Connect with us

xilinx vivado and zynq

Discussion in 'Electronic Design' started by Jon Kirwan, Feb 7, 2013.

Scroll to continue with content
  1. Jon Kirwan

    Jon Kirwan Guest

  2. summary-cd148dbc1dc84db0b03345f14fef5956.aspx


    I put one of those into a design for a client towards the end of last
    year. Nice part for certain applications, but make sure you read the
    long errata list very carefully - many of the features on the SoC don't
    work, and have a status of "no plan to fix."

    To be fair, most ARM SoCs from any manufacturer have nasty bugs that are
    never fixed.

    Errata:
    http://www.xilinx.com/support/answers/47916.htm


    Regards,
    Allan
     
  3. Jon Kirwan

    Jon Kirwan Guest

    Thanks, Allan. Interesting. Would you mind saying what caused
    you to choose that part? What excluded other options and made
    this one in some fashion 'optimal?'

    (I'm going to learn about vivado more than about the Zynq,
    this time around. But I'm curious about the choice you made
    and what led up to it and would gladly read anything you
    choose to write about that.)

    Jon
     

  4. The basic architecture for this client's application is similar to that
    of a router: there is some sort of microprocessor running an operating
    system and "control plane" (low bandwidth but nasty protocol data) and an
    FPGA for the "data plane" (high bandwidth data with low latency).


    Obvious choices were a Spartan 6 FPGA coupled with one of the many ARM
    SoCs (from e.g. TI, Marvell, etc.).
    All of these were cheaper than the Zynq.

    The thing that swung us to using Zynq was the fact that the major device
    on the board came from a single manufacturer, and that manufactuer has a
    reputation for the longevity of supply of parts.

    ARM SoCs are usually pretty bad choices if you want to make a product for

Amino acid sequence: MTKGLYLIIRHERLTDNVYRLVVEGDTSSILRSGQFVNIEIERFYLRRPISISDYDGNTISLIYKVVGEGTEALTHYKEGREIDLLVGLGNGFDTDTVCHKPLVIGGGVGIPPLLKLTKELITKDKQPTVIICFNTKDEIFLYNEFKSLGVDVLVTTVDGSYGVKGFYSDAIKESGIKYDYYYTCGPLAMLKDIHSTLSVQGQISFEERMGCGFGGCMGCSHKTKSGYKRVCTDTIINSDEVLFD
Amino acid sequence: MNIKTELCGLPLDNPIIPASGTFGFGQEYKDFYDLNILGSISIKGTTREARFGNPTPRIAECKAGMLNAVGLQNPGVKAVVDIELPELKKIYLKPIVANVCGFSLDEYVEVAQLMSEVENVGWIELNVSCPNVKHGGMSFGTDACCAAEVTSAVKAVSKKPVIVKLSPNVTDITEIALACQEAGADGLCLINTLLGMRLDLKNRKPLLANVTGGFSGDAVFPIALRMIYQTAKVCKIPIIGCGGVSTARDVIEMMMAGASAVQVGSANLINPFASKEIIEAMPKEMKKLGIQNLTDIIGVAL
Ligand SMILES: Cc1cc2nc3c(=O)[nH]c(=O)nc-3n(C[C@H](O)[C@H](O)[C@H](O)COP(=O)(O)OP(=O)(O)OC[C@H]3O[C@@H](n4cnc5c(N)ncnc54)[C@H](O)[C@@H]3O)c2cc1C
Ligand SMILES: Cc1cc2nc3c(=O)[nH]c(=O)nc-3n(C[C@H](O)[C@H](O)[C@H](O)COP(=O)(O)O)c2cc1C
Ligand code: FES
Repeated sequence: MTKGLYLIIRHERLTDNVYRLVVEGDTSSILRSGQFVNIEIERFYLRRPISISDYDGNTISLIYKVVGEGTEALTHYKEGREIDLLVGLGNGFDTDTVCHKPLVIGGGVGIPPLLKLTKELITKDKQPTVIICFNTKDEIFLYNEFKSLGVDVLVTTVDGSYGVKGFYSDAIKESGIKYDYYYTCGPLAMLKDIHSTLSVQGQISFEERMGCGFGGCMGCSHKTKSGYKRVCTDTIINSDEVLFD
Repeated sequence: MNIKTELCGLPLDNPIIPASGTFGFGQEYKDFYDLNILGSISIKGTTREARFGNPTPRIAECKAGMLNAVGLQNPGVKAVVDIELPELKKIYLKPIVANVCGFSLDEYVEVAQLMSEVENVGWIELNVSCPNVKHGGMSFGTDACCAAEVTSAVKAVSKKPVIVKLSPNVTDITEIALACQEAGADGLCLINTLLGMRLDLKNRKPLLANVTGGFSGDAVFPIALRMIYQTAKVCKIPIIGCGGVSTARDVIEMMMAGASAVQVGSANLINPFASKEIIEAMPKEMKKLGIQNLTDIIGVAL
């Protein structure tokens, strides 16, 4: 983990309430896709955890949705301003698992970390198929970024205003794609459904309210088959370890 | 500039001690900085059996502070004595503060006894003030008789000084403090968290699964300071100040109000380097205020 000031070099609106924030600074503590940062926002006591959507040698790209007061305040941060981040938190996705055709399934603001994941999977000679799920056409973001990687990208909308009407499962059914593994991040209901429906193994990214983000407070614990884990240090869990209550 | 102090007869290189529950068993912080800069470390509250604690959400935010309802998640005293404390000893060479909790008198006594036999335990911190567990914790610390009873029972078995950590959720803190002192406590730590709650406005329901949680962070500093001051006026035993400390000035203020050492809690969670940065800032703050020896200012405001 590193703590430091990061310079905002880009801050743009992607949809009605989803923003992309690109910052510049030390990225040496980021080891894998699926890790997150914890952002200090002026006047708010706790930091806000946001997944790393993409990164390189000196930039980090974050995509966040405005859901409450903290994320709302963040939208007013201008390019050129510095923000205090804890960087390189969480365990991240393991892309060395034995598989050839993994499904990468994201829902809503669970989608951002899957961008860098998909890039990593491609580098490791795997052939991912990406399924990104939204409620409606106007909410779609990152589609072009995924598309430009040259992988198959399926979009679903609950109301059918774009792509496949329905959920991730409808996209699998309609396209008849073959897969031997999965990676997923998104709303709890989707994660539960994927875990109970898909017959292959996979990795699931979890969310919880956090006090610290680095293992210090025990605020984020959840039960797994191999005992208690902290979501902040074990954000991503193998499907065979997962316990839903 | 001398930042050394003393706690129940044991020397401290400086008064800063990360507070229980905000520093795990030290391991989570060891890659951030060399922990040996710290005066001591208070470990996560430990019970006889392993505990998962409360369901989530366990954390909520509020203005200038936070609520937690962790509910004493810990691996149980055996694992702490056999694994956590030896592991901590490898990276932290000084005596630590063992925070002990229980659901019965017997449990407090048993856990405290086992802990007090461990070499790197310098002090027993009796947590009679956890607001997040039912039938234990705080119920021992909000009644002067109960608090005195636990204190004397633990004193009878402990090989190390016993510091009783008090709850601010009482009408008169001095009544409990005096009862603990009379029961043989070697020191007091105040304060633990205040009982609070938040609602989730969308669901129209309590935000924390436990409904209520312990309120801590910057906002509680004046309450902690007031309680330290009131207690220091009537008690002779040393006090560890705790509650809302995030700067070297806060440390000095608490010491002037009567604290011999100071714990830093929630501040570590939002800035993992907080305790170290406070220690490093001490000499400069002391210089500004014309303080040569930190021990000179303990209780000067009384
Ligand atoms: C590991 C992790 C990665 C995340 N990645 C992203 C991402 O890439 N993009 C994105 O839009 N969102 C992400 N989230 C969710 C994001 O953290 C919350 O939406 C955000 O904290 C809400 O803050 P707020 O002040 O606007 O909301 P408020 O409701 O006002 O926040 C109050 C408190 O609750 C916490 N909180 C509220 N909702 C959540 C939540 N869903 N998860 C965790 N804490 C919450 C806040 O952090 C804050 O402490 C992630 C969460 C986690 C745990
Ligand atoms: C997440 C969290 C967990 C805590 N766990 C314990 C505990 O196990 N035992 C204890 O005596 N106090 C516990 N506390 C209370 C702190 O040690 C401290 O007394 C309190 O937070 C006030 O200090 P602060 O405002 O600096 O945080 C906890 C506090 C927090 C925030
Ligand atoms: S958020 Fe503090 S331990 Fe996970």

more than a couple of years.
    Once that smartphone is replaced by a newer model, the SoC manufacturer
    will soon stop making the device.

    Regards,
    Allan
     
  5. josephkk

    josephkk Guest

    That is what they are advertising it as. Given the typical reported
    quality of Xilinx tools i won't hold my breath.

    ?-)
     
  6. Guest

    Hey, thanks for pointing this out. I just acquired a Zedboard
    a while ago to experiment with, but wasn't aware of the Vivado.
    The webpack version covering the ZYNQ seems to be due soon.

    Regards,
    Mikko
     
  7. Jon Kirwan

    Jon Kirwan Guest

    Yes, I think that's why they sent me notices and offered the
    class here, locally. The webpack version is limited, but
    free. But I think they've done some reasonably aggressive
    pricing structure for the real deal, too. I saw figures in
    the $2000 range, which is almost getting livable for a dba
    like me.

    I have an old set of Xilinx tools that they put out just
    BEFORE they did their very first webpack, years ago. It ran
    solo (no net connection) and was also free. But with the
    webpack, they immediately stopped giving that thing away and
    it became instant unobtainium. (so far as I remember.)

    Jon
     
Ask a Question
Want to reply to this thread or ask your own question?
You'll need to choose a username for the site, which only take a couple of moments (here). After that, you can post your question and our members will help you out.
Electronics Point Logo
Continue to site
Quote of the day

-